The lowpass filter of the pulse generator device according to the present invention preferably includes a capacitor coupled to the ground node. When the pulse generator device is embodied in a cardioverter/defibrillator, a third switch is preferably included to be operable under microprocessor and/or state machine control to effectively remove the capacitor from the lowpass filter for a selected period of time ranging from before each shock pulse is generated by the cardioverter/defibrillator until after each shock pulse dissipates. In this way, a shock current created by the after potential caused by the delivery of each shock pulse is bypassed through the ground node.

When the cardiac rhythm management system of the present invention is embodied in a pacemaker, the pacemaker preferably does not include disconnecting circuitry such as the above-described second switch for disconnecting the sense amplifier from the highpass filter prior to the delivery of a shock pulse in a cardioverter/defibrillator system. The disconnecting circuitry is not needed with the present invention because of the effects of the combined lowpass and highpass filters and the switch for effectively removing the resistor portion from the highpass filter for the selected period of time following a pacing pulse provided by the pacemaker.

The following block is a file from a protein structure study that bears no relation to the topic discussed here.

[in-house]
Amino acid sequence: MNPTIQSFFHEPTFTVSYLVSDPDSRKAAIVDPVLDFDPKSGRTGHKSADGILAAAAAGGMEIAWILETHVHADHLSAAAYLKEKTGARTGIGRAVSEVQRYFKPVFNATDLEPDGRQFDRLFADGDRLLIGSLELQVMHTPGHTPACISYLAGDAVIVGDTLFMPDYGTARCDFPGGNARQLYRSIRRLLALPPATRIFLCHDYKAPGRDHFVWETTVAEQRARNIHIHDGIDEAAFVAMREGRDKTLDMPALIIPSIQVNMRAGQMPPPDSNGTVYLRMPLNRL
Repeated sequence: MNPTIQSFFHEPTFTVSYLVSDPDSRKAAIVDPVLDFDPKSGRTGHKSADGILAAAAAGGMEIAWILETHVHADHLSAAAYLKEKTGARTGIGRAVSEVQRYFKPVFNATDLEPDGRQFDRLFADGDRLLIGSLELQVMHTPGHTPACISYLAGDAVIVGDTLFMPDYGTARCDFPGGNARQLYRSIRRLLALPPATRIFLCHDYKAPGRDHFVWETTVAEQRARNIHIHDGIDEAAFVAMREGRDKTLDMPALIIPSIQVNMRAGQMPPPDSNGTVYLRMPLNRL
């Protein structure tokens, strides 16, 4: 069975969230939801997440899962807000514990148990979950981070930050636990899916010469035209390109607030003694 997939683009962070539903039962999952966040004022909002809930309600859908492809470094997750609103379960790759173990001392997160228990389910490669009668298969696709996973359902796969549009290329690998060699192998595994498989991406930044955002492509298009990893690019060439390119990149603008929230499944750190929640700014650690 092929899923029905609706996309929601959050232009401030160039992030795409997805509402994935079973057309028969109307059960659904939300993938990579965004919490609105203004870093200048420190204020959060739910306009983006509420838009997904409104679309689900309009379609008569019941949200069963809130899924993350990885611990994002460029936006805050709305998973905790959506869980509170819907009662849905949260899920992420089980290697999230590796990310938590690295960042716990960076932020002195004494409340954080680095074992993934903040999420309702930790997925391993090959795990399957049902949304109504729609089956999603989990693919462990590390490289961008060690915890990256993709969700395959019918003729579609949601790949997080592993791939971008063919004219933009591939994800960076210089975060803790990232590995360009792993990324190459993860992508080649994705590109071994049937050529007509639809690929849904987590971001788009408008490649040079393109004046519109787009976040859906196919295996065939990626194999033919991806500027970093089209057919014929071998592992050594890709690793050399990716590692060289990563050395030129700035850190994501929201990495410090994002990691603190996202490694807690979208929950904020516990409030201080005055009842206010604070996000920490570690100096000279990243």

When the cardiac rhythm management system is embodied in a cardioverter/defibrillator with pacing capability, the three above-described switches are controlled differently under microprocessor and/or state machine control based on if the cardioverter/defibrillator is pacing or providing a shock pulse. When delivering a shock pulse, the three switches operate as described above for the cardioverter/defibrillator embodiment. When delivering pacing pulses, the first switch operates as above to remove the resistive portion for a selected period of time following the pacing pulse. However, when providing the pacing pulse, the system effectively removes the after potential occurring after a pacing pulse is delivered with the second switch operated to connect the sense amplifier to the highpass filter during the entire pacing cycle, and with the third switch operated to keep the capacitor in the lowpass filter during the entire pacing cycle.

BRIEF DESCRIPTION OF THE DRAWINGS

FIG. 1 is a block diagram of a cardioverter/defibrillator with pacing capability according to the present invention.

FIG. 2 is a schematic block diagram of a cardiac rhythm management system according to the present invention.

FIG. 3 is a schematic diagram of filter and after potential removal circuitry according to the present invention.

FIG. 4 is a timing diagram illustrating the operation of switches in the circuitry of FIG. 3 operating under pacing conditions.

FIG. 5 is a timing diagram illustrating the operation of switches in the circuitry of FIG. 3 operating under cardioverter/defibrillator conditions.

DESCRIPTION OF THE PREFERRED EMBODIMENTS

In the following detailed description of the preferred embodiments, reference is made to the accompanying drawings which form a part hereof, and in which is shown by way of illustration specific embodiments in which the invention may be practiced. It is to be understood that other embodiments may be utilized and structural or logical changes may be made without departing from the scope of the present invention. The following detailed description, therefore, is not to be taken in a limiting sense, and the scope of the present invention is defined by the appended claims.